Offscreen Expeditions

Updated 19 August 2012
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Offscreen Expeditions

In a creative collaboration with Edge of Arabia, eleven young artists between the ages of 16-25 from Saudi Arabia were selected for The Most Competitive Youth award to attend Crossway Foundation’s Offscreen Expedition program in the UK.
The Most Competitive Youth award is an initiative of the Saudi Arabian General Investment Authority (SAGIA) to bring Saudi Arabia’s economy to the forefront of competitiveness by engaging youth in Saudi Arabia (Saudi nationals and residents) to improve their communities by teaching skills that inspire creativity and promote innovation.
In 2011, The Crossway Foundation (a London-based charity promoting creative and cultural collaboration between young people in the UK and Saudi Arabia) collaborated with SAGIA on their Arts and Creativity category of the Most Competitive Youth award.
The eleven winners: Salwa Ali, Sarah Mohanna Al-Abdali, Nasser Al-Salem, Mohammed Al-Ashoor, Mario El Khoury, Nora AlGosaibi, Nahla Khogeer, Tahani Al-Briki, Ahmed Kurdi, Basmah Felemban and Nouf Alhimiary, were selected amongst an overwhelming number of participating entries in the nationwide creative competition, “Most Competitive Youth,” conducted in December 2011.
The winning artists were awarded with a 16-day sponsored cultural journey last month to the United Kingdom that allowed them the chance to collaborate and work with professional artists, designers, museum curators, social entrepreneurs and filmmakers to develop skills in leadership, communication and creativity.
The artists mainly working in photography, painting and mixed media, toured London and Cornwall to work with leading creative establishments, which included Tate Modern and Tate St. Ives, The British Museum, The Delfina Foundation, The Victoria & Albert Museum, Penguin Books, The Barbara Hepworth Museum, White Cube Gallery and Mile End Community Project.
“The aim of the project is to give young people from the UK and Saudi Arabia the chance to communicate and learn from each other in positive and creative ways,” said Offscreen Expeditions Director Stephen Stapleton.
One of the winning photographer Mario El Khoury said, “This competition was about Haj, a journey to the heart of Islam — Makkah. Being part of the Saudi youth, knowing that I am not Saudi, but born and living among a multicultural and multi-religious environment pushed me toward participating and submitting my material to this competition.”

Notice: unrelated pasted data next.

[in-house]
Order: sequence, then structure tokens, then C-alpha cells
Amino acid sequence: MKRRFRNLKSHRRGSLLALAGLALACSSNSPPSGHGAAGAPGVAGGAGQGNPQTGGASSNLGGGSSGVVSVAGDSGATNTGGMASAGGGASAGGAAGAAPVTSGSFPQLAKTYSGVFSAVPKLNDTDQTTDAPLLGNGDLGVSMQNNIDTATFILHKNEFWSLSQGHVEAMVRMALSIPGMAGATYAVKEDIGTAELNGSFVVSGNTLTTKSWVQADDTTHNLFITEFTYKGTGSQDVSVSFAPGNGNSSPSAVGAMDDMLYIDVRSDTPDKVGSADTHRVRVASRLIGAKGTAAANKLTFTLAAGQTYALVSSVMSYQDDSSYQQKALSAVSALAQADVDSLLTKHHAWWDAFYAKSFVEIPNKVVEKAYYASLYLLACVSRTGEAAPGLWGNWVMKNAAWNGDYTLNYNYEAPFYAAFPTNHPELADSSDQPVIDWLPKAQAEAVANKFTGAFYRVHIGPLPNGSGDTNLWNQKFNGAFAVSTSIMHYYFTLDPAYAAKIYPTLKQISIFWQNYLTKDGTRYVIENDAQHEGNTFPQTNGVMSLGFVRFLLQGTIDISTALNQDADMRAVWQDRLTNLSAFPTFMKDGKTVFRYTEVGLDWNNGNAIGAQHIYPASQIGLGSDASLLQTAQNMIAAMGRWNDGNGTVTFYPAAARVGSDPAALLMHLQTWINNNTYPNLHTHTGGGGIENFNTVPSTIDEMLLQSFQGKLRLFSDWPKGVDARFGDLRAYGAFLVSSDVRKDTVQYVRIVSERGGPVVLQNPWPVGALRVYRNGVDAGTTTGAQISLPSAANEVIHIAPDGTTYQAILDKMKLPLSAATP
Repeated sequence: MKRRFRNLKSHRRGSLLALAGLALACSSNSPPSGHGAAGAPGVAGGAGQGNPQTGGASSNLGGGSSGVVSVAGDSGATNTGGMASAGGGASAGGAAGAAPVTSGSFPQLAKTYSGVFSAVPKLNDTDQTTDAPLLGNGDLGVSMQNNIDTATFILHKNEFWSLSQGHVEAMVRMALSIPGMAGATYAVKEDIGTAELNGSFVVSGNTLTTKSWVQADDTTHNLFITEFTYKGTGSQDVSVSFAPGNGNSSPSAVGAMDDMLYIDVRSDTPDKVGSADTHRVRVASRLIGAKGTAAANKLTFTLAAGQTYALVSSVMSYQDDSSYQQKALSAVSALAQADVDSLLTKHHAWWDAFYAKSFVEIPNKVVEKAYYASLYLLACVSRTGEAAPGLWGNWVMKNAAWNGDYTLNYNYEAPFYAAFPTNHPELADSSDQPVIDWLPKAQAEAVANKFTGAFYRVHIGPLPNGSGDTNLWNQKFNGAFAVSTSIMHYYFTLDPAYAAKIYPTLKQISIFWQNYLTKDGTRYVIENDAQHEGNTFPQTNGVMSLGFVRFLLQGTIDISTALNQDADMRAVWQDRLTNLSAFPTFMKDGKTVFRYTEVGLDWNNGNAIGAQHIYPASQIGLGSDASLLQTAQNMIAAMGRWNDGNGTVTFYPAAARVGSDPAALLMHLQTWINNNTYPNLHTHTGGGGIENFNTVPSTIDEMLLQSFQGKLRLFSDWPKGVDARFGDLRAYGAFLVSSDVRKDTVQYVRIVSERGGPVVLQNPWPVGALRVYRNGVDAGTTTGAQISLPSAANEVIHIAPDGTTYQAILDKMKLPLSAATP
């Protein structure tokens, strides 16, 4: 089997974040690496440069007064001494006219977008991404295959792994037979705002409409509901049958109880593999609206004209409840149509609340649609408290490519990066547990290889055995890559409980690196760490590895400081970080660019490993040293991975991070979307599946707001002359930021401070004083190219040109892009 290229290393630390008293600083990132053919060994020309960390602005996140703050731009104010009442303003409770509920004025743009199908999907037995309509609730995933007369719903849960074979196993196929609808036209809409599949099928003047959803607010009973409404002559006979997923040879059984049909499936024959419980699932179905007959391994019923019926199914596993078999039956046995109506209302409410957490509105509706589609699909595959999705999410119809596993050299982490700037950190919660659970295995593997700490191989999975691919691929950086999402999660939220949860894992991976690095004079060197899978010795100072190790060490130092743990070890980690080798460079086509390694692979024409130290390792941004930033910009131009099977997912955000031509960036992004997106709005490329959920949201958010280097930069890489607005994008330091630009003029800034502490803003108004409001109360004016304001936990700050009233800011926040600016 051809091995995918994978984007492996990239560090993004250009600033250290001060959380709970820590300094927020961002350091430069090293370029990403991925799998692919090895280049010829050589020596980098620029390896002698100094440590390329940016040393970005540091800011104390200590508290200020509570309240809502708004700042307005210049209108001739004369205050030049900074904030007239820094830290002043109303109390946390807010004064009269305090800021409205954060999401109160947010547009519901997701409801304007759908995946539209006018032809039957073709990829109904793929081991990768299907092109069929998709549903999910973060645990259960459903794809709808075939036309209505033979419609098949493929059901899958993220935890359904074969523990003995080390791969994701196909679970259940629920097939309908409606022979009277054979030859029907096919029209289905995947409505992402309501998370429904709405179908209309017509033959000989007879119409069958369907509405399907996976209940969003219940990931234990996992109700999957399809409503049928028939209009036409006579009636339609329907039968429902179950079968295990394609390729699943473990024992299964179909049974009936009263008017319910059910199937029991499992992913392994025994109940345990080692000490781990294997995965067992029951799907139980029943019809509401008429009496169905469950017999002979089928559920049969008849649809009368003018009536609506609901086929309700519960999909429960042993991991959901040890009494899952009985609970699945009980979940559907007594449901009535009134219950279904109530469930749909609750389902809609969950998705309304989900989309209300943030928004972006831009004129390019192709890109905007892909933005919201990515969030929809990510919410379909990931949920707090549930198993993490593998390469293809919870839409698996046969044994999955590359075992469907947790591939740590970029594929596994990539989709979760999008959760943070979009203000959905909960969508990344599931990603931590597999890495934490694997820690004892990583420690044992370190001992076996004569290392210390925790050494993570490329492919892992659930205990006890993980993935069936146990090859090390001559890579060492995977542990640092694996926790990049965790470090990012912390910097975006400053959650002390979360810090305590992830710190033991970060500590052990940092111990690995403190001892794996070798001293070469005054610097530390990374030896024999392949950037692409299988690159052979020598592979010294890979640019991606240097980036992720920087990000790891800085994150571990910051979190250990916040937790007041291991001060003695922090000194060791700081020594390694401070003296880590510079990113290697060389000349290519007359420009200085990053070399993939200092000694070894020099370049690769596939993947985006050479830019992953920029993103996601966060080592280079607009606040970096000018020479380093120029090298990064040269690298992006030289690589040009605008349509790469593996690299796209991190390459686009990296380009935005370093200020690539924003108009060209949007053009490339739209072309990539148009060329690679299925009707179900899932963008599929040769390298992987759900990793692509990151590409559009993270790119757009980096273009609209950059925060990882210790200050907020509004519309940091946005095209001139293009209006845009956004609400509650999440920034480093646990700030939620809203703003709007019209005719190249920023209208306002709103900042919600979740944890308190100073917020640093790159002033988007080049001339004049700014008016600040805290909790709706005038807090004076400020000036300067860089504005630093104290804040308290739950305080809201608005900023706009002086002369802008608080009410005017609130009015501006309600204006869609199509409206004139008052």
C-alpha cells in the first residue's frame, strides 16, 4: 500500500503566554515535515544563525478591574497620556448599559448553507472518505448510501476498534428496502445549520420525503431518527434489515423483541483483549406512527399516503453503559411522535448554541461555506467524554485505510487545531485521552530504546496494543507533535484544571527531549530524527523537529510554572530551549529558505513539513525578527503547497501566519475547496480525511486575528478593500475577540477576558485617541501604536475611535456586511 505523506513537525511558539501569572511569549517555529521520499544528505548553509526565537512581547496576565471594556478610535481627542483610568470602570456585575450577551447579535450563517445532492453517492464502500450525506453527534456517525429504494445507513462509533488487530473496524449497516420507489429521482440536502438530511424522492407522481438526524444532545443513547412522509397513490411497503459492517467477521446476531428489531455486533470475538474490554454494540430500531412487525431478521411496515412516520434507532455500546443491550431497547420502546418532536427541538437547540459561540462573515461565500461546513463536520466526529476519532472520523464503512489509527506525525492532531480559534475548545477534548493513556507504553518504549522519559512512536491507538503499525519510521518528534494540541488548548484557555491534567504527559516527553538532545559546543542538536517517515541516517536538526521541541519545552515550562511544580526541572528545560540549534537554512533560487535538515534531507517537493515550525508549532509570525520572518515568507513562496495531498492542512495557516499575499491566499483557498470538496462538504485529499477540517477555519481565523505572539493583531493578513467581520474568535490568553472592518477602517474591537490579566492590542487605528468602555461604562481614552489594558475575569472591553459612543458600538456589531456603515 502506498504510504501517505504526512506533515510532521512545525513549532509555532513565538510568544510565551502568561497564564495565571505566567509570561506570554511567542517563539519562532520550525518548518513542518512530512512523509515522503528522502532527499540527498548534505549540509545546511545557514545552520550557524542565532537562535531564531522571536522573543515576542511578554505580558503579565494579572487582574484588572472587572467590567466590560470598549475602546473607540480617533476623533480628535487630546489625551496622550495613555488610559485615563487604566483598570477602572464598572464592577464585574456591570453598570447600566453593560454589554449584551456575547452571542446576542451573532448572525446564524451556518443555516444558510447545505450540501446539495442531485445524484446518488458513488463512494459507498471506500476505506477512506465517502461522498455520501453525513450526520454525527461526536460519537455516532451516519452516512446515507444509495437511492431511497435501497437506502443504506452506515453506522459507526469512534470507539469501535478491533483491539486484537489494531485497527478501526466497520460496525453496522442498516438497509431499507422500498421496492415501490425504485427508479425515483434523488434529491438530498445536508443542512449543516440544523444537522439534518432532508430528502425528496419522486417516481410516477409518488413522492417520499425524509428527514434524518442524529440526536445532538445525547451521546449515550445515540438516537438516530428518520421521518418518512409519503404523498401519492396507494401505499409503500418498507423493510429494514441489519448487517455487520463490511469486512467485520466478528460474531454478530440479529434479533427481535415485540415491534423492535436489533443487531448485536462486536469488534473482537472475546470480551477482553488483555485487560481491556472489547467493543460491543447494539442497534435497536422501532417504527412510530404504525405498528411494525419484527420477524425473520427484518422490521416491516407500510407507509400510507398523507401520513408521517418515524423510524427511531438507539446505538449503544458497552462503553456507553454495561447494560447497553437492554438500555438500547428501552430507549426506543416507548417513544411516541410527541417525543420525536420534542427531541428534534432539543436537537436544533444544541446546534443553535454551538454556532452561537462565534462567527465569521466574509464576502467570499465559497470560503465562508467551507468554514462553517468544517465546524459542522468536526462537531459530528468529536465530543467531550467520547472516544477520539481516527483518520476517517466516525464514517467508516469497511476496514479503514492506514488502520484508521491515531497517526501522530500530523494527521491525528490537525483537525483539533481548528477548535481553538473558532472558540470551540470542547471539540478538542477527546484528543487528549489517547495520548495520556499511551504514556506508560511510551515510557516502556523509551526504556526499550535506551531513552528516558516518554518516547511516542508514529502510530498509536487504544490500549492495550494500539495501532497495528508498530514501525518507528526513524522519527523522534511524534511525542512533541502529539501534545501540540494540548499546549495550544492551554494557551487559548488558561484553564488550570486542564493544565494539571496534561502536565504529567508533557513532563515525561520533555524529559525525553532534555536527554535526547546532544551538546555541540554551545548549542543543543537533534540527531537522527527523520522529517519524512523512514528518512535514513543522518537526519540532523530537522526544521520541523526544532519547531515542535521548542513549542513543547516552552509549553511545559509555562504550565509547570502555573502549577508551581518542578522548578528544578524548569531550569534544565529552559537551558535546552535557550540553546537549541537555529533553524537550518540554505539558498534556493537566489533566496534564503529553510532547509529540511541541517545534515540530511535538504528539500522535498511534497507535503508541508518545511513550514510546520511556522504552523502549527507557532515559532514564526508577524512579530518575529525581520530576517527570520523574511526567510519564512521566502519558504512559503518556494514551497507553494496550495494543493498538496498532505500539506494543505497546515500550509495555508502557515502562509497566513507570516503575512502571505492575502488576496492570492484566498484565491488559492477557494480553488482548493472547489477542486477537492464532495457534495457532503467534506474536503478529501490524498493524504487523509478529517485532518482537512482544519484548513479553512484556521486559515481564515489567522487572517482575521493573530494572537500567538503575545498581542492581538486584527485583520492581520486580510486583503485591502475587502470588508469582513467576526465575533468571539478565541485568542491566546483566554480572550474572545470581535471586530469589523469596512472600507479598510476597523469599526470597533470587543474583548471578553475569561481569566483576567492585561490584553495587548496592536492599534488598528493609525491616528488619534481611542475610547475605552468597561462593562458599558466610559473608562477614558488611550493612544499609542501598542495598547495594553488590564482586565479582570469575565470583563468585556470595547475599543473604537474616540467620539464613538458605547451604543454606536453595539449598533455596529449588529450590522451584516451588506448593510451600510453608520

“And here we are, back, filled with nostalgia but gladly, thankfully and constantly having a different and completely new point of view when it comes to arts in general,” he added.
The tour also entailed engagement in creative workshops like developing the ‘Hash Tag’ project using a variety of media like photography, sculpture and video. The project was based on the exploration of online communications in Saudi Arabia, and how the digital platform is bringing changes in the country that is hugely becoming a social media reliant society at large.
Other highlights included a critical thinking workshop at Tate St. Ives, surfing, hikes along the English coast, and a workshop at The Newlyn Gallery with local students.
The artists were also allowed the chance to display their winning submissions in a special exhibition at the British Museum’s Addis Gallery, alongside the Museum’s star-studded and enormously successful exhibition ‘Haj: Journey to the heart of Islam,’ that was launched early this year.
The end of tour was also marked with another celebratory public exhibition of works that were created during the course of the journey by the selected winners.
Chairman of The Arab British Center remarked,“I have been associated with Saudi Arabia for 24 years, and have never come across this degree of exhilarating work before. I loved the energy and joy of the students, and the chance you have given them to release it. They really give me hope for the future of the Kingdom.”
Salwa Ali, another winning artist from Jeddah, said, “This expedition was planned to enhance my artistic abilities, but it went far beyond that. It has not only given me more confidence as a person, but it has encouraged me to try new things and to constantly look out for new opportunities. Best of all, I have acquired an extended family in the Offscreen Expeditions team.”
The works of the Create and Inspire winners will be on display in The Arab British Center, UK, until Nov. 2012.
You can follow their journey at: www.facebook.com/offscreenexpeditions and www.twitter.com/offscreenexped